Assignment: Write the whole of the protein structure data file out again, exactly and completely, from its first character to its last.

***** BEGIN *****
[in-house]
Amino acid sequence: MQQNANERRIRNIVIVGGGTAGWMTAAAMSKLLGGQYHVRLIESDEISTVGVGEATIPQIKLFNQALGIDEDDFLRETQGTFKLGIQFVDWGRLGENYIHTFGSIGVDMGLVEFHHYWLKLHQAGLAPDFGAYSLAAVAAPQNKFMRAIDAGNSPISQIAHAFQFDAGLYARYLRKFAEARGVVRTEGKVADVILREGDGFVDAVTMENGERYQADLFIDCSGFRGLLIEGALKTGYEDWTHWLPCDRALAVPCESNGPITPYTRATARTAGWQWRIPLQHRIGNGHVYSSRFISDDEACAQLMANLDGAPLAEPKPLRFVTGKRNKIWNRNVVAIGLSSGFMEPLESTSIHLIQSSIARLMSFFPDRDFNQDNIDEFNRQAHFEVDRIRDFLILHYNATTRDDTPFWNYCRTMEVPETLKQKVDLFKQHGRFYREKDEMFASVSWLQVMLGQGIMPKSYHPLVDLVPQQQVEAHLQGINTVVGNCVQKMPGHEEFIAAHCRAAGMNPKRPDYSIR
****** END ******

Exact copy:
[in-house]
Amino acid sequence: MQQNANERRIRNIVIVGGGTAGWMTAAAMSKLLGGQYHVRLIESDEISTVGVGEATIPQIKLFNQALGIDEDDFLRETQGTFKLGIQFVDWGRLGENYIHTFGSIGVDMGLVEFHHYWLKLHQAGLAPDFGAYSLAAVAAPQNKFMRAIDAGNSPISQIAHAFQFDAGLYARYLRKFAEARGVVRTEGKVADVILREGDGFVDAVTMENGERYQADLFIDCSGFRGLLIEGALKTGYEDWTHWLPCDRALAVPCESNGPITPYTRATARTAGWQWRIPLQHRIGNGHVYSSRFISDDEACAQLMANLDGAPLAEPKPLRFVTGKRNKIWNRNVVAIGLSSGFMEPLESTSIHLIQSSIARLMSFFPDRDFNQDNIDEFNRQAHFEVDRIRDFLILHYNATTRDDTPFWNYCRTMEVPETLKQKVDLFKQHGRFYREKDEMFASVSWLQVMLGQGIMPKSYHPLVDLVPQQQVEAHLQGINTVVGNCVQKMPGHEEFIAAHCRAAGMNPKRPDYSIR